Time for another round-up of what’s been piling up in my RSS and newsletter readers over the past day or so while I’ve somewhat lost my ability to focus or function properly.
One thing that I always remind myself is that in a world where most people die, the story of the protagonist is not our story. We’re almost definitely among the masses of people who are swept aside in the wave of whatever comes next, and outside the pages of the books. It’s human nature to look at sweeping historical events, whether past or future, fictional or nonfictional, and imagine ourselves to be the heroic exceptions. But it’s math that we’re generally unexceptional, and at the very least any exceptionality is due more to luck than anything we can control. Any character who survives many close calls probably doesn’t if you put them in those situations again.
At first glance, it might seem like efforts to block potentially life-saving public health screenings and complaints about community character have little in common. But in both cases, the formula is the same: Whether out of an understandable fear of the unknown or a selfish desire to shift the burden elsewhere, local impulses are given veto power over broader social needs. Under normal conditions, the inability to constructively manage this means higher rents. In a public health emergency, it could be lethal.
The Brennen Center, a non-profit dedicated to the democratic process, has created a framework for nationwide voting by mail. First, it would not replace in-person voting. The option for in-person voting would be maintained for people who “do not wish to, do not know how to, do not have access to, or cannot use mail voting.” But by offering vote-by-mail to all Americans, it would make polling places less crowded and safer for those that do show up on election day. The Brennen Center also recommends shifting polling places from senior centers and other locations that serve people at high risk from COVID-19.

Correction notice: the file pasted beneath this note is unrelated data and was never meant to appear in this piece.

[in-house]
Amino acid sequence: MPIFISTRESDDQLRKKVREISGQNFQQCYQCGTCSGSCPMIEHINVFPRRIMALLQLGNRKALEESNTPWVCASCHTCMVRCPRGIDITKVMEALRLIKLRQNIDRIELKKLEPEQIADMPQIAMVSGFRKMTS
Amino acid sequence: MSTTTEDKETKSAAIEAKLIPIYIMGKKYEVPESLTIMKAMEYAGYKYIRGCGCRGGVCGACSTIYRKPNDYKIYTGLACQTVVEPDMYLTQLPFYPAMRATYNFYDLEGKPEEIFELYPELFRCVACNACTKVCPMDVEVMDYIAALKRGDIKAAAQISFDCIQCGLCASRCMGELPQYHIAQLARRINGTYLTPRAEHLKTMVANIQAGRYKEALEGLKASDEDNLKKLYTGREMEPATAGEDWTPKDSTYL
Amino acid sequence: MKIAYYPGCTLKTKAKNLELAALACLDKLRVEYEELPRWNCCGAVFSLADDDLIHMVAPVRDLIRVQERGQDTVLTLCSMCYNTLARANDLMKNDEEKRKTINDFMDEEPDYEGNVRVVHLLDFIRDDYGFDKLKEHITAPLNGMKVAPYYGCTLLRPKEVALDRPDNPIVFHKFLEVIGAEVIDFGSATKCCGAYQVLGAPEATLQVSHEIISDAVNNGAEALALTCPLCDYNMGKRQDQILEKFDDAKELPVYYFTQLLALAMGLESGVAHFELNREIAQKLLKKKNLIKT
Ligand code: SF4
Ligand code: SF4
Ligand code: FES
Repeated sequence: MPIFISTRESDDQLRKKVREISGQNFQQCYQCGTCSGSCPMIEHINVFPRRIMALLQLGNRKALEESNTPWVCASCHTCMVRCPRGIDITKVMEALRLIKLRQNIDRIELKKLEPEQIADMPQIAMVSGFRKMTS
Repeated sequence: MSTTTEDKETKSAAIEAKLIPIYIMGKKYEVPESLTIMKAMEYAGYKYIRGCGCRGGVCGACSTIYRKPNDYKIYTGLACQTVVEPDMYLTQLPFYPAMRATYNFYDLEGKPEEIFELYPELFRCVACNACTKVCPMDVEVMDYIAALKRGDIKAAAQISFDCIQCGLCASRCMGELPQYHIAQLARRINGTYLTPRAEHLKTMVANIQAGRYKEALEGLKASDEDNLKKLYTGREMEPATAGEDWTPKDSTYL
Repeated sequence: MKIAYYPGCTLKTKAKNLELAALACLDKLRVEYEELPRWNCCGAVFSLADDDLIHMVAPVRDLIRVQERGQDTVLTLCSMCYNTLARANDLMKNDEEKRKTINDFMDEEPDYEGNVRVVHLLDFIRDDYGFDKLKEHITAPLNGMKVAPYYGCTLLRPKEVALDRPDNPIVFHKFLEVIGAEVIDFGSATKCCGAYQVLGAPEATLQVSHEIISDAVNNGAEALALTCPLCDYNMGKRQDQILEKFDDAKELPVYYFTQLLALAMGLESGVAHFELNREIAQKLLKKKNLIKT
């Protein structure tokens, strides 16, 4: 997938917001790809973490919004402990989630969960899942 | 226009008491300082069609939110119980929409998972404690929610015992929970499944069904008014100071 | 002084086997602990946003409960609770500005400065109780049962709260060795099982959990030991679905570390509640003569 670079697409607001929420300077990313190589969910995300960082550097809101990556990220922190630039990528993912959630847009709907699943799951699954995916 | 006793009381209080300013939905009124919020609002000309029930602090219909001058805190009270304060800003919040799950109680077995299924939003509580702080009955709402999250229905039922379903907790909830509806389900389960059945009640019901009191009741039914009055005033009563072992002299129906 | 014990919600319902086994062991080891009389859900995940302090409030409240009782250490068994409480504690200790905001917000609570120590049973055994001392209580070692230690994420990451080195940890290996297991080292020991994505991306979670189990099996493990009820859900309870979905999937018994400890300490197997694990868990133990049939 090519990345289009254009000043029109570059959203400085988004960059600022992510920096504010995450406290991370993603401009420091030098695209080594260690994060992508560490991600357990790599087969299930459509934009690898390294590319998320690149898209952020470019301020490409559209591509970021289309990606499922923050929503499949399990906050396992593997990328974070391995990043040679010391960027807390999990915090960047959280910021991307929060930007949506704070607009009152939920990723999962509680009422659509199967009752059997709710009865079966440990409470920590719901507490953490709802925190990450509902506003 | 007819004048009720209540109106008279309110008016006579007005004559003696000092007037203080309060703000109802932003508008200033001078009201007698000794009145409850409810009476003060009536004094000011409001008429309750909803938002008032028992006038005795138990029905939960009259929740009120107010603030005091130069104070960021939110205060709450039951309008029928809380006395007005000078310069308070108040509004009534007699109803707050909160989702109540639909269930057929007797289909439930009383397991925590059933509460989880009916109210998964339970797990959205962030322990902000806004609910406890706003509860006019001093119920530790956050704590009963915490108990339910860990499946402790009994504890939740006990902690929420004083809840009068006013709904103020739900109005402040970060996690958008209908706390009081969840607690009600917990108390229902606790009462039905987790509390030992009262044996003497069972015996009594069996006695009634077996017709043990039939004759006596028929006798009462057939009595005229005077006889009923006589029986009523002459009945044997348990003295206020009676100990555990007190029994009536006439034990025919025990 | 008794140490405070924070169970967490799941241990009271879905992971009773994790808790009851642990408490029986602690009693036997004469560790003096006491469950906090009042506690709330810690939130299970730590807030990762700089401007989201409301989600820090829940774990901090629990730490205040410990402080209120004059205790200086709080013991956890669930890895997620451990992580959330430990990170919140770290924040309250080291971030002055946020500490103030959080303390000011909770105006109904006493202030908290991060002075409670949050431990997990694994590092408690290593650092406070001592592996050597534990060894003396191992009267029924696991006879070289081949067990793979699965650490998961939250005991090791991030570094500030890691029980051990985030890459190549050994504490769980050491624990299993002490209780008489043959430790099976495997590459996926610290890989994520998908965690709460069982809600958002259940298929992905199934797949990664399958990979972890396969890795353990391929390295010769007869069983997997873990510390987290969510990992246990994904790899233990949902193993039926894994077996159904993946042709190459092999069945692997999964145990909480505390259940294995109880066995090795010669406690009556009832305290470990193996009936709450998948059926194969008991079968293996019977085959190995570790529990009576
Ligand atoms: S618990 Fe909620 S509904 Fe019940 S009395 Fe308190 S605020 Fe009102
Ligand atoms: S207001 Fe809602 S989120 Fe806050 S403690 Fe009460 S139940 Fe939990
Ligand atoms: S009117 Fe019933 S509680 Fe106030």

Masha Gessen :
The social fabric is being torn in unprecedented ways, owing to school closings, a widespread shift to working from home, social distancing, sheltering in place. Whereas we used to share dozens of experiences a day with friends, acquaintances, and strangers—from riding the subway to working in an office, standing in line at lunch, going to a concert, eating at a restaurant, chatting to an Uber driver—many of us have been reduced to sharing only isolation and the fear of chance encounters, if either of those can be said to be shared.